3. House (1977)

House movie

Um… Well, House is about… The house which wants to eat the characters, and…

Ok, start again. House is a Japanese film made in 1977. A schoolgirl nicknamed Gorgeous and six schoolmates go to spend the summer at her aunties house. They offer the aunt a watermelon, a girl disappears into a broken fridge, household items attack, there’s a monster jar and there’s something strange about the cat.

There really isn’t much to say about House. Words fail to describe it. Don’t look it up on Rotten Tomatoes or Wikipedia, just go and get your hands on a copy. You really need to see it to get an idea of how crazy it is. It’s an experience you will not soon forget.

 

4. Mr. Boogedy (1986)

Mr. Boogedy (1986)

Kids who grew up in the 80’s might remember this one. It was that ghost movie your parents let you watch because it was Disney, so there couldn’t really be anything too scary in it, right? No, of course not. Disney movies never emotionally traumatised kids…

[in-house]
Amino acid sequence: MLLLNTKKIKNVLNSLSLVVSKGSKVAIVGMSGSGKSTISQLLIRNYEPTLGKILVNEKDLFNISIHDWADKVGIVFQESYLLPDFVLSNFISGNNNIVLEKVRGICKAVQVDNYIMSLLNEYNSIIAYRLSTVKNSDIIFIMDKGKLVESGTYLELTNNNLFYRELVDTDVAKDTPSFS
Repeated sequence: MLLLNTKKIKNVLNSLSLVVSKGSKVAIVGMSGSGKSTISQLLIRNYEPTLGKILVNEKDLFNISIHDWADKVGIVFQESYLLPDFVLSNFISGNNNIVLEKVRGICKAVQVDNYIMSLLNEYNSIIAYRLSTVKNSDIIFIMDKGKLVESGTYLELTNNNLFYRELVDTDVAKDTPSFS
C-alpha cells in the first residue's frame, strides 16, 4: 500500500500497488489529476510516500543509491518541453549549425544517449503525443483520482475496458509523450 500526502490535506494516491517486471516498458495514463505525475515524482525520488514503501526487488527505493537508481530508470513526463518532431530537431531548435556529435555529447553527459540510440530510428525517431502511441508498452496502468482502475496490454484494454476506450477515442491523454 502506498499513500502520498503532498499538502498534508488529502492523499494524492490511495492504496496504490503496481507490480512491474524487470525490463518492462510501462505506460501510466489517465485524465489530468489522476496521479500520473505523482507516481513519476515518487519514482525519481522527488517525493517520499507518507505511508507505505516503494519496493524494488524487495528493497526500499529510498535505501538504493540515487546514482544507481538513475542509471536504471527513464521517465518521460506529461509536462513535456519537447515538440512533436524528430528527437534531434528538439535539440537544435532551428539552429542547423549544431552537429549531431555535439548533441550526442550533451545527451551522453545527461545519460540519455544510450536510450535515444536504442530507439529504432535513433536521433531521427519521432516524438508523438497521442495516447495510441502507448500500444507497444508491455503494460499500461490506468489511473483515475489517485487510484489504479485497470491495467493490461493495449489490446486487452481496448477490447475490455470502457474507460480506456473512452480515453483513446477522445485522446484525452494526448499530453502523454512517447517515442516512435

Mr Boogedy tells the story of a family moving into a haunted house. Not the most original premise, even then. This house has a few unusual ghosts in it though, notably a grumpy old pilgrim from the colonial era called Mr Boogedy, who, during his corporeal existence, enjoyed frightening children.

A perfect candidate for ghosthood really. If you saw it when you were a kid you probably don’t remember much about the family. They were a typical American 80’s sitcom family. A nice mother, an eccentric father, kids that are more switched-on then their parents. What you’ll remember most is the lo-fi TV visual effects, and that blue ghosts are good and green ghosts are bad.